January 18, 2012

People living in tribal villages in central India are caught up in the conflict between Maoist rebels and government forces. Dr. Rebecca Cuthbert describes how MSF takes the clinics to them.



India 2012 © MSF

Dr. Rebecca Cuthbert leans against an MSF truck in Bijapur, Chhatisgarh state.

In the forests of central India, Maoist rebels called Naxalites are fighting government forces to control great swaths of the interior. People living in dozens of tribal villages are caught up in the conflict, unable to reach the Ministry of Health’s clinics in Chhattisgarh state. Dr. Rebecca Cuthbert describes how Doctors Without Borders/Médecins Sans Frontières (MSF) takes the clinics to them.

It takes five minutes to walk down the sandy back lane to our office, where I open the padlocks on the doors with my jailer-size ring of keys and check the whiteboard I prepared last night about the work for the day ahead.

We run five mobile clinics every week; today there will be 14 of us, which means carrying a lot of water. In the summer, when temperatures are highest, we take up to three liters of water for each person. We will also carry all our supplies, including lab equipment and drugs, health cards and registration books, plastic sheeting and privacy screens, and two cold chain boxes.

As the team starts to arrive, everyone starts in on their assigned tasks, though the cooks have been working since 5:00 a.m. to prepare our lunch. Ice packs are placed in coolers. Backpacks are stacked and ready for loading.

At the morning meeting, we get our security updates. We’ve heard that the Naxalites may impose a bandh, a travel ban, which means roads could be blocked by tree trunks or newly dug trenches. Next, we rush through a host of last-minute questions: Where is the driver? Where are the snacks? Where is my phone? Then everyone piles into two cars and we’re off.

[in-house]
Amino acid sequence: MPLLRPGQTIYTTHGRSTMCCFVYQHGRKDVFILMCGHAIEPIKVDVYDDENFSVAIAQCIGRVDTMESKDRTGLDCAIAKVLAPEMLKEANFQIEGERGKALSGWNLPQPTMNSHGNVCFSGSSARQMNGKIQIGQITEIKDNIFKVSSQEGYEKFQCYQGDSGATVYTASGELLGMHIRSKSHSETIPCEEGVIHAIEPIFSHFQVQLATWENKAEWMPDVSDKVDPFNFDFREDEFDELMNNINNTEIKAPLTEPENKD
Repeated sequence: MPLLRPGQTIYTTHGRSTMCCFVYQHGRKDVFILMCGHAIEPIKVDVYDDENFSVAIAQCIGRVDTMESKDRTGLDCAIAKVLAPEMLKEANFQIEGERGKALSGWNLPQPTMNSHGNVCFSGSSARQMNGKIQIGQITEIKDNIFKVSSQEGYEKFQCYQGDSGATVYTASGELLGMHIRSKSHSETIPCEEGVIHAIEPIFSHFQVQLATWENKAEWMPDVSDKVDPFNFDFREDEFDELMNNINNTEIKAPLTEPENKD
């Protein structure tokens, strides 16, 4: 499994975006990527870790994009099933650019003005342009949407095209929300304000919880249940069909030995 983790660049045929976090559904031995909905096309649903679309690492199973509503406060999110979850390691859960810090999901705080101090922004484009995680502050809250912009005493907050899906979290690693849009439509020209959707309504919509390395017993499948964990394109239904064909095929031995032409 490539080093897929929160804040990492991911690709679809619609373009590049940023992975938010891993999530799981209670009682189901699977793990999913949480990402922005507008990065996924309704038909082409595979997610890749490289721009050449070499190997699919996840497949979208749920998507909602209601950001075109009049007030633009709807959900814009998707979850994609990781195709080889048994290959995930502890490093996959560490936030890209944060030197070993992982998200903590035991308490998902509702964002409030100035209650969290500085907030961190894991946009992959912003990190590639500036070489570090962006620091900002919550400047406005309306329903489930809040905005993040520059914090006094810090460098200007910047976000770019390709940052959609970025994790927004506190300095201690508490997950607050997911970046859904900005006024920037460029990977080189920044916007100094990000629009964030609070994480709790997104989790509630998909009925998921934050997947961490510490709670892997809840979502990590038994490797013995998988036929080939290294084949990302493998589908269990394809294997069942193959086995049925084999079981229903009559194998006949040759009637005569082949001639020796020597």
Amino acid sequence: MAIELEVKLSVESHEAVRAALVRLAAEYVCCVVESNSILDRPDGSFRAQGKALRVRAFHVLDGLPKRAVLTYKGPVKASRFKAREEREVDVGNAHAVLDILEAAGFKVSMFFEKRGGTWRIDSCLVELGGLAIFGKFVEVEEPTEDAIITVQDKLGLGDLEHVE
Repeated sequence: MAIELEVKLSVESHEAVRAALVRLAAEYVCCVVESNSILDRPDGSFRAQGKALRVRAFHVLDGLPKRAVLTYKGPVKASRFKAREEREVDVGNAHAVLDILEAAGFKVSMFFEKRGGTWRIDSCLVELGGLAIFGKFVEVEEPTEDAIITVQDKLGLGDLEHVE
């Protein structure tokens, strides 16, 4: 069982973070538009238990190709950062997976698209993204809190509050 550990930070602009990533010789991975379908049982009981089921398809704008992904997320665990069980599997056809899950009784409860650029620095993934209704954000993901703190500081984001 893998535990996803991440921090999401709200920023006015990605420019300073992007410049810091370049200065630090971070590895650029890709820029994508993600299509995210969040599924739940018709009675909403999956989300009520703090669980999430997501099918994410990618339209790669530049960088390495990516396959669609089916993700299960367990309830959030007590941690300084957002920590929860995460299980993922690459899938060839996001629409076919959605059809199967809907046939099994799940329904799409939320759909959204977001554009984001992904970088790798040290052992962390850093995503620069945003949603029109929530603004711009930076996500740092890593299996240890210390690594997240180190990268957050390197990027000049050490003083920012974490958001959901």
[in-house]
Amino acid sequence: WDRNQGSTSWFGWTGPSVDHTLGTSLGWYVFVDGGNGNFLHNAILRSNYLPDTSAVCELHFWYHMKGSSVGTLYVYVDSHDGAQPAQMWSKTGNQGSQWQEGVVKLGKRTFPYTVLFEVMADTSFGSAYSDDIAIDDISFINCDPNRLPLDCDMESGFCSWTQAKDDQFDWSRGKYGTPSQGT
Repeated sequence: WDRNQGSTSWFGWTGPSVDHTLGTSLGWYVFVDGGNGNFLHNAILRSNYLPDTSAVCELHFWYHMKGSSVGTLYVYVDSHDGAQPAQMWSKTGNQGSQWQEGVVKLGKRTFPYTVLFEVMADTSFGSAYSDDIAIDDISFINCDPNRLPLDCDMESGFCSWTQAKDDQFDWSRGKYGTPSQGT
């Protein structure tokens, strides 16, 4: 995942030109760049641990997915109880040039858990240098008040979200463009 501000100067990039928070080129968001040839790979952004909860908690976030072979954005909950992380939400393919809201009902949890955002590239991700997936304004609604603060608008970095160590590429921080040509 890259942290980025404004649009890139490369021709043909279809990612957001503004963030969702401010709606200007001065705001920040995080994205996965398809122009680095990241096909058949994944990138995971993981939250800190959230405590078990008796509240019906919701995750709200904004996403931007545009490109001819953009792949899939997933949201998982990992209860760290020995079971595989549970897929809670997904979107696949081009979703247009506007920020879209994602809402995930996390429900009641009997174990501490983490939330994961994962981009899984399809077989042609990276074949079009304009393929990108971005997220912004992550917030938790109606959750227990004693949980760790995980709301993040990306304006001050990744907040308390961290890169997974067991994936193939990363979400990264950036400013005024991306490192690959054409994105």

Buffalo amble languidly along Bijapur’s main road, competing for space with bicycles and cars and children walking to school. We drive through a checkpoint and out into the country, taking care to avoid chickens, piglets, dogs, and cows, and waving to excited children who run through the fields towards us.

An hour later we park, shoulder our backpacks, and then set off single file behind a team member carrying the MSF flag. Towels, hats, and scarves protect our heads from the already burning sun. The narrow path winds though forest, around paddy fields, and across rivers that are waist-high and fast-flowing in the rainy season but little more than puddles now. Along with the occasional villager, we pass women carrying bundles of rice or loads of firewood on their heads and children on their hips, and hunters with their bows and arrows.

After walking for an hour, we arrive at the village and set up the clinic. Like clockwork, the team affixes swatches of green material between poles to make separate screened-off areas for antenatal and post natal visits, for patients waiting to be seen, for a laboratory, and for vaccinations. The drug dispensers arrange boxes of medications on an old cot. Scales for weighing children are hung and the nurses get ready to vaccinate for polio, diphtheria, tetanus, pertussis, measles, and hepatitis B. The doctor gets prepared, while the health educator begins speaking with people waiting to be seen about treatment and prevention for diarrhea, scabies, and malaria—all common in these parts.

The Basics of the Mobile Clinic

The first patients are registered. Communication takes time and patience, since information must often be translated into Hindi, which the nurses speak, English, for the expats (if necessary), and the local dialect. MSF has a translator on hand who picks up registration cards and calls patients in to see the doctor. They and their caretakers are interviewed at length about their medical histories and their most recent visits to health care facilities. After seeing the doctor, some are sent for additional tests or for medications, while others go for vaccinations or wound care (all children younger than five go to the nurses for vaccinations). Pregnant women and people seeking treatment for malnutrition are sent directly to the nurses. Anyone with a fever is immediately tested for malaria. (We see less malaria in the summer than in later months, but rapid diagnostic tests can detect both falciparum and mixed malarial infections.) Anyone with tuberculosis sees the health educator for support and counsel.